Business

Flying high: planespotters about favorite models

Рlanespotters about shooting in airports and avoiding detention, why Dubai falls short of Zurich and Osaka, and how to make a living out of planespotting

The very core of planespotting is quite simple: you have to like airplanes and to snapshot them. You can do it everywhere – through the window of an airport terminal, over the fence enclosing the airdrome, on the flight and landing strip, in the sky. Most popular web-sites for planespotters – jetphotos.net and airliners.net – collected more than four million photos and over ten billion views. Bird In Flight had a talk with planespotters from Russia, USA, Germany and Australia on the reasons they shoot airplanes.

Victor Pody Profile

Victor Pody, Australia

administrator and trainer

I began planespotting at the age of about ten. I think living under a flight path in Melbourne helped me with my passion for aviation. That’s thirty years of taking photos of aircraft.

I believe if you are friendly and honest with the officials at the airports you photograph at, then your chances of photographing there are stronger. One must remember to follow any rules that are in place at the airport you photograph at. My local airport, Melbourne Airport know my work and respect my contributions. I love my local airport Melbourne Airport and also have a soft spot for Sydney Airport. I have enjoyed spotting at SFO, LAX and now I’m on my way to Sint Maarten for a few days.

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I enjoy photographing from a helicopter: it is the best way to capture air to air. It feels like you are a bird flying alongside such massive machines.
My favorite aircraft is the 747. It is truly the queen of the skies. I also love the A330. I do enjoy photographing new and unusual color schemes at the airports I photograph at.

Christian Lachtaras profile

Christian Lachtaras, Germany

correspondent, Airutopia

I started planespotting around 17-18 years ago. Back then there weren´t too many Airplane pictures available – you were only able to find them in some expensive aviation magazines. So I did the most plausible thing – borrowed my father’s camera, went after school to an airport nearby and started to work on my own archive. My passion for aviation started as a kid. My parents and I travelled a lot and airplanes were always the most exciting thing for me while travelling.

I studied technical writing. Whatever I learned about photography, like so many other planespotters, I learned by myself. Reading in forums, studying books, read magazines and so on. My interest for aviation brought me into Airutopia – a company which produces aviation related documentaries or image films for airlines, news channels or strictly for DVD-releases. Many people ask me if they could jump in and work as an accredited photographers with a regular salary and get to fly planes. (I’ll admit this was also my original thought when I applied for this job.) But the truth is that around 70% of it consists of video editing, writing e-mails, making phone calls and writing narrations. Then, if you have time, you will do maintenance of computers, video cameras, tripods, hardware attending discussions and doing some additional training in editing software. Afterwards you’ll probably get and assignment to attend an airshow on the companies behalf or film an airliner from the cockpit.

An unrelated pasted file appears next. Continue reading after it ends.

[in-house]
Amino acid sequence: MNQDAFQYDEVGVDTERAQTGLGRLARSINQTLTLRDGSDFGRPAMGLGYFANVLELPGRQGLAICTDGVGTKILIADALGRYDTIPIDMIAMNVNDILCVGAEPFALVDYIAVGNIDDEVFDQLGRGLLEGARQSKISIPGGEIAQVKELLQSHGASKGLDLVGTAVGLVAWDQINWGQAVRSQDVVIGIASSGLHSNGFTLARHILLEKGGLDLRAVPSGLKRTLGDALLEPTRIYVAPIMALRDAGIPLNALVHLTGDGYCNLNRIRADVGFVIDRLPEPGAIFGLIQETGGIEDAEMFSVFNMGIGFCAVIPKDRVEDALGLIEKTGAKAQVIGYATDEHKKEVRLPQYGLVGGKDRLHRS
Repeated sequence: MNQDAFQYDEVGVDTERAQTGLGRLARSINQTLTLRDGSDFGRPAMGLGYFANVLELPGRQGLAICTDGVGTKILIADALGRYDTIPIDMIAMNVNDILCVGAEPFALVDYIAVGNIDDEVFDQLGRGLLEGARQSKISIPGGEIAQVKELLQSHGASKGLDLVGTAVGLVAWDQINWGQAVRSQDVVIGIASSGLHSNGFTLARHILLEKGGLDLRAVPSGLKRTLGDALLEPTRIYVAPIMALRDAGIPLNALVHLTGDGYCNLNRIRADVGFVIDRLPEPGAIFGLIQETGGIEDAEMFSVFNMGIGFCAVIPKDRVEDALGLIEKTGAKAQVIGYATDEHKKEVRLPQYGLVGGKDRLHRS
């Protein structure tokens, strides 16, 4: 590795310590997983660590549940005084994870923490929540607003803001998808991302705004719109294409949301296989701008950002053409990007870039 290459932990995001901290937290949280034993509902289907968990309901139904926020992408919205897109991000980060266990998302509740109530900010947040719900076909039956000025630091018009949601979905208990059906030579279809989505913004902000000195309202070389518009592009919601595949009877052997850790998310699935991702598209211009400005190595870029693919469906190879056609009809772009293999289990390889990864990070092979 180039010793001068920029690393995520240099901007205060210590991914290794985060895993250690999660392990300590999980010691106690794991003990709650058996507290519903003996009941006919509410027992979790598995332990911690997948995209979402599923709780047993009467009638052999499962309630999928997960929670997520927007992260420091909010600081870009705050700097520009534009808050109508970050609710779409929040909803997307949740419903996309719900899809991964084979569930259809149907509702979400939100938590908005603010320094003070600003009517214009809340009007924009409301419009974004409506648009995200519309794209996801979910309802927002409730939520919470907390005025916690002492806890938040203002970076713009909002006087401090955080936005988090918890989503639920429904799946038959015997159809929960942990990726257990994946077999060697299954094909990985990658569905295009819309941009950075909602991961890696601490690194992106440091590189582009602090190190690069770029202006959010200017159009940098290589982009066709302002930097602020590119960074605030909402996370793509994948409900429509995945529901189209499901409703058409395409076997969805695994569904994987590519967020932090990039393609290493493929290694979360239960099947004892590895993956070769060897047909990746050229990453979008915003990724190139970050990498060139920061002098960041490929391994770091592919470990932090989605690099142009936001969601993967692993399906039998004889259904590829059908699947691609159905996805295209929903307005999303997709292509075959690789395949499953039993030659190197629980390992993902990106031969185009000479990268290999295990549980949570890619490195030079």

I get to do some planespotting (which is probably not more often than once in a month) more for my enjoyment, relaxing in nature, enjoying the sun and the people. I have never heard from anyone in the worldwide community about making a living out of planespotting. Of course there are guys who do outstanding work: Tyson Rinninger, Eric Hildebrandt or Ioannis Lekkas, but as photographers they also focus on other branches.

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For me, a good picture has to be something you don’t see every day, something what you probably won’t even notice in real life: crews boarding their plane, views over great cities and places. I have a passion for illuminated cockpits at night. There are people who prefer only one sort of airplane, like only big heavy airplanes such as the An-124, B747, or they want only jet fighters, but I am interested in everything what flies.

Nowadays I’m shooting in airports as a hired contractor for my main job – if you have an assignment and you film within the airport perimeter, everything is pinpointed and prepared. Authorities, police and airlines’ security crosscheck your criminal records, train you how do behave in the airport tarmac, you attend airplane emergency trainings before a flight (just like the normal aircrews do) – so, you are pretty much «into the system» and you know what to do.

Back in the old days the system used to be much more difficult. I got arrested once in Athens over ten years ago – back then people could not imagine why to stay all the time around an airport and «just taking pictures». It was a regular thing back then in Greece – the Greeks were constantly afraid of spies, as their airports are used not only for civil airliners but also for military planes. The only thing I could do was to explain them what I was doing and why. They went through my criminal records, checked what kind of pictures I took, and by the end of the day they let me go.

Derek Hellman profile

Derek Hellman, Dubai

captain of Boeing 777